WRONG WRONG WRONG WRONG.
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24-10-2011, 10:41 AM
WRONG WRONG WRONG WRONG.
Paradise Lost:
"Their act of eating the forbidden fruit symbolizes the abuse of human freedom. Their act represents the temptation to "play God", rejecting any dependence on God by deciding completely on their own what is good or bad." -Anon

"deciding completely on their own what is good or bad" -> They didn't even know what both were or their difference. This is what they're teaching us now. DAMN.

Sht :|.

Honesty is not doing what is right because you fear that there is someone watching over you, Honesty is doing what is right even when there is no one looking
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24-10-2011, 04:53 PM
RE: WRONG WRONG WRONG WRONG.
Hey, Jah.

What this person means, I suspect, is that the eating of the fruit GAVE them that knowledge. Once they possessed that knowledge, they began to decide for themselves what was good and what was bad; a job that up until that point had been the domain of God (or chance, or causality, or insert governing force here). So it was an abuse of freedom both in the act of consumption and in the descision to "play God" once they had that knowledge.

Daniel Quinn speaks about this a great deal in his critique of the common interpretation of the Story of the Fall.

Daniel Quinn Wrote:What the Semitic authors knew was only the present fact that their brothers from the north were encroaching on them in a murderous way. They hadn't been physically present in the Fertile Crescent to witness the actual birth of agriculture, and in fact this was an event that had occurred hundreds of years earlier. In their story of the Fall, they were reconstructing an ancient event, not reporting a recent one. All that was clear to them was that some strange development had saddled their brothers to the north with a laborious lifestyle and had turned them into murderers, and this had to be a moral or spiritual catastrophe of some kind.

What they observed about their brothers to the north was this peculiarity. They seemed to have the strange idea that they knew how to run the world as well as God. This is what marks them as our cultural ancestors. As we go about our business of running the world, we have no doubt that we're doing as good a job as God, if not better. Obviously God put a lot of creatures in the world that are quite superfluous and even pernicious, and we're quite at liberty to get rid of them. We know where the rivers should run, where the swamps should be drained, where the forests should be razed, where the mountains should be leveled, where the plains should be scoured, where the rain should fall. To us, it's perfectly obvious that we have this knowledge.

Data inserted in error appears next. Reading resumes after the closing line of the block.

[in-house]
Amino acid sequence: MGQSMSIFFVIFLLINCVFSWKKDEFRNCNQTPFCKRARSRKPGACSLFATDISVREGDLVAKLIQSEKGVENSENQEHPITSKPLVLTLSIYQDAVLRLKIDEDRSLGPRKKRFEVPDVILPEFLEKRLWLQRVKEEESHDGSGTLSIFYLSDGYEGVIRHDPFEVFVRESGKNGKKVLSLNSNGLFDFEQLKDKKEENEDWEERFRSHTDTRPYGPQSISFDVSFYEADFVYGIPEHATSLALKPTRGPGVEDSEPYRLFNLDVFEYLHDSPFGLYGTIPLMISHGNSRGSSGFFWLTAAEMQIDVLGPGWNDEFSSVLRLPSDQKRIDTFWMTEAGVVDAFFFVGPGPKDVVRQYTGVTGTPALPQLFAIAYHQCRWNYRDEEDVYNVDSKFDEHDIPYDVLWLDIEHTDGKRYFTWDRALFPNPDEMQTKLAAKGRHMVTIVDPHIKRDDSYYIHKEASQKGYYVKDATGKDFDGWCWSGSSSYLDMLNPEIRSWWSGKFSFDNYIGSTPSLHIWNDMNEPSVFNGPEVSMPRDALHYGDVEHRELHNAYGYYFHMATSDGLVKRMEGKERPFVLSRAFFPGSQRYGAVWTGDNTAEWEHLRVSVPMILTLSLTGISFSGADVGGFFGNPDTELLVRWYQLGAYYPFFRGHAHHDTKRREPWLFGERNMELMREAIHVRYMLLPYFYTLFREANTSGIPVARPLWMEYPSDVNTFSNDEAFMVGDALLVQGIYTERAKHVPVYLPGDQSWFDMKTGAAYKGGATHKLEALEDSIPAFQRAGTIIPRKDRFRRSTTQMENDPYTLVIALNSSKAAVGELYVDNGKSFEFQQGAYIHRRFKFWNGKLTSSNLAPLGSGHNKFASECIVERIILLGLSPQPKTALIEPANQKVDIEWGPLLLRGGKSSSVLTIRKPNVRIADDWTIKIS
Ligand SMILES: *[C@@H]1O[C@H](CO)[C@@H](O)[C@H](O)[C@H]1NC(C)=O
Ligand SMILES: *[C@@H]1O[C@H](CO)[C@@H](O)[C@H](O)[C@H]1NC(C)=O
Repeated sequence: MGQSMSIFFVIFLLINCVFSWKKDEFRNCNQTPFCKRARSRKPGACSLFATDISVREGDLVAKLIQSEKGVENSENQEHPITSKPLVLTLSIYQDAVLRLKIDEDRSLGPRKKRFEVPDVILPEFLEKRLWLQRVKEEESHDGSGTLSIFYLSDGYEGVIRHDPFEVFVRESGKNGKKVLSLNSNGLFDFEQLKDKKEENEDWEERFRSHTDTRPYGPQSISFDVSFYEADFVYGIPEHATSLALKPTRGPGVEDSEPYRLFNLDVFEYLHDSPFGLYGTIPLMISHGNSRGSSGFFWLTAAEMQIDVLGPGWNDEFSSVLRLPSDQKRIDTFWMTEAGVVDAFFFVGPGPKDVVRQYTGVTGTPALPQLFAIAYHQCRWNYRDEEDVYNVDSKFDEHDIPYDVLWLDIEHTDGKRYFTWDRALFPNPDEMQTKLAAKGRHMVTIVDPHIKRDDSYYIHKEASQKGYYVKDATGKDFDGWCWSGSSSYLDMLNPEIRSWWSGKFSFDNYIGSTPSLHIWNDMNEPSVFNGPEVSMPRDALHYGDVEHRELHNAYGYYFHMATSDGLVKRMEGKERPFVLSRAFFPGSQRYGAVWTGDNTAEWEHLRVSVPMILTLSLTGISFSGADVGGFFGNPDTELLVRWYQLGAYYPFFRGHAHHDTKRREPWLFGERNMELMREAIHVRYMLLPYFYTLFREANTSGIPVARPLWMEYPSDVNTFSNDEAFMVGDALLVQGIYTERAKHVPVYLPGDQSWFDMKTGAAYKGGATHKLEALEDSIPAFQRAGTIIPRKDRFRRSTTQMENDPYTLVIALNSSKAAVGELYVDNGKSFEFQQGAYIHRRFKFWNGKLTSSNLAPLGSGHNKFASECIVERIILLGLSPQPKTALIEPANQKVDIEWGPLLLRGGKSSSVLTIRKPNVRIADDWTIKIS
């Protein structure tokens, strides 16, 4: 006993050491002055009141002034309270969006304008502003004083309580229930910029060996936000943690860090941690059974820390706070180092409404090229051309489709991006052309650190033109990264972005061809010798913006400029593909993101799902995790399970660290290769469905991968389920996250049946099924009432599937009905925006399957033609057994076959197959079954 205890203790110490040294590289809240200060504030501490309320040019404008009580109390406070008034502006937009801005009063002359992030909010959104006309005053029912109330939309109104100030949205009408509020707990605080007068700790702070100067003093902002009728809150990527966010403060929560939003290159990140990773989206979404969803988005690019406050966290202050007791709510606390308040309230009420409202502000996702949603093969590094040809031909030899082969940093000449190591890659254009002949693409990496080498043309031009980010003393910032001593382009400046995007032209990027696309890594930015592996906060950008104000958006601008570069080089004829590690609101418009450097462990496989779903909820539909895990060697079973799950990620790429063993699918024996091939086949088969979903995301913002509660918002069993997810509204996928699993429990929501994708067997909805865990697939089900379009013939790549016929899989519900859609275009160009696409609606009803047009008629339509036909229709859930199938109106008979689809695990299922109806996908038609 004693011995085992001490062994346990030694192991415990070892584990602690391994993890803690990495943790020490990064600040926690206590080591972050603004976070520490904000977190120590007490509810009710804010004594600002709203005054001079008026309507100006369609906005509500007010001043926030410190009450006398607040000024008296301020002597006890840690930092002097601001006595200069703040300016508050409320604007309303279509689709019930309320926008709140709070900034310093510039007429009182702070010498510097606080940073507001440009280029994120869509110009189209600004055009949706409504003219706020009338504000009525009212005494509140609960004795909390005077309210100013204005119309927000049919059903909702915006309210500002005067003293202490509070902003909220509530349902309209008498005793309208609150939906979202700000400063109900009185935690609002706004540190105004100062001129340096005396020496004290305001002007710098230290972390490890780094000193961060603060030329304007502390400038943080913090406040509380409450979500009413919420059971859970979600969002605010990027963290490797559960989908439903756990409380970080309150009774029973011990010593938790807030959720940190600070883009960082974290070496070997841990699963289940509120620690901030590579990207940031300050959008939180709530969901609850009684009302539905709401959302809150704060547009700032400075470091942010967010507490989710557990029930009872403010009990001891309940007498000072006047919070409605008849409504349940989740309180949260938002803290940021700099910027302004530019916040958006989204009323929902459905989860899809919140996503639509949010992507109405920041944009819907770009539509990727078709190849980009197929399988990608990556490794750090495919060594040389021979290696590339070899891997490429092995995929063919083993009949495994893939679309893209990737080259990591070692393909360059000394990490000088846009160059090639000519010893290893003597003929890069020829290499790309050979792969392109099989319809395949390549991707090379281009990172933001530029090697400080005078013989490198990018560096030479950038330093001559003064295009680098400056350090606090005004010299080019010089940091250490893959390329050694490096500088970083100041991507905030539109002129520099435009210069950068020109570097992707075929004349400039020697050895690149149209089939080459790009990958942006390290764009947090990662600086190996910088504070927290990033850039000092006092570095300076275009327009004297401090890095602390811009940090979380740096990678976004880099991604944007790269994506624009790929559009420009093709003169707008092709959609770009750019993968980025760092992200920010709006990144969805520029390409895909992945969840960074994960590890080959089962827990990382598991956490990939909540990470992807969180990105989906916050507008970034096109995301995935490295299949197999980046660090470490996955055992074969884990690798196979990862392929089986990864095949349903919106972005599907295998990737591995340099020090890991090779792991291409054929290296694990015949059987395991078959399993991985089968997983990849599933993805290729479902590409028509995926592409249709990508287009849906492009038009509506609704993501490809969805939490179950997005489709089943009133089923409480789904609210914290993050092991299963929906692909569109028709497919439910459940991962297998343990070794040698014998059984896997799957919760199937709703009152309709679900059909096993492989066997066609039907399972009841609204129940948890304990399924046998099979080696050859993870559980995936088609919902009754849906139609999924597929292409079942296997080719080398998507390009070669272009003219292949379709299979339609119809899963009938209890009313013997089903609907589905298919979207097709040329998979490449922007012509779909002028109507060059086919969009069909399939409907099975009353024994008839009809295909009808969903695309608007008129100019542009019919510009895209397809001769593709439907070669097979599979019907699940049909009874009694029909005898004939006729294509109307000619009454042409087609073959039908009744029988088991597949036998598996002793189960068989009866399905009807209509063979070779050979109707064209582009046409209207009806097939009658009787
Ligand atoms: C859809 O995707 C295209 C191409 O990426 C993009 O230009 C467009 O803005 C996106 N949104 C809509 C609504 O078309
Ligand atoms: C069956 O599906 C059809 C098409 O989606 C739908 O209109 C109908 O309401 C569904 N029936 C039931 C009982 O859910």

In fact, to the authors of the stories in Genesis, it looked as if their brothers to the north had the bizarre idea that they had eaten at God's own tree of wisdom and had gained the very knowledge God uses to rule the world. And what knowledge is this? It's a knowledge that only God is competent to use, the knowledge that every single action God might take--no matter what it is, no matter how large or small--is good for one but evil for another. If a fox is stalking a pheasant, it's in the hands of God whether she will catch the pheasant or the pheasant will escape. If God gives the fox the pheasant, then this is good for the fox but evil for the pheasant. If God allows the pheasant to escape, then this is good for the pheasant but evil for the fox. There's no outcome that can be good for both. The same is true in every area of the world's governance. If God allows the valley to be flooded, then this is good for some but evil for others. If God holds back the flood then this too will be good for some but evil for others.

Decisions of this kind are clearly at the very root of what it means to rule the world, and the wisdom to make them cannot possibly belong to any mere creature, for any creature making such decisions would inevitably say, "I will make every choice so that it's good for me but evil for all others." And of course this is precisely how the agriculturalist operates, saying, "If I scour this plain to plant food for myself, then this will be evil for all the creatures that inhabit the plain, but it'll be good for me. If I raze this forest to plant food for myself, then this will be evil for all the creatures that inhabit the forest, but it'll be good for me."

What the authors of the stories in Genesis perceived was that their brothers to the north had taken into their own hands the rule of the world; they had usurped the role of God. Those who let God run the world and take the food that he's planted for them have an easy life. But those who want to run the world themselves must necessarily plant their own food, must necessarily make their living by the sweat of the brow. As this makes plain, agriculture was not the crime itself but rather the result of the crime, the punishment that must inevitably follow such a crime. It was wielding the knowledge of good and evil that had turned their brothers in the north into farmers--and into murderers.
SOURCE

Peace and Love and Empathy,

Matt
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24-10-2011, 04:59 PM
RE: WRONG WRONG WRONG WRONG.
I actually ate the fruit of the Tree of Knowledge of Good and Evil... Cool

Doesn't exist, sayeth the fruit.

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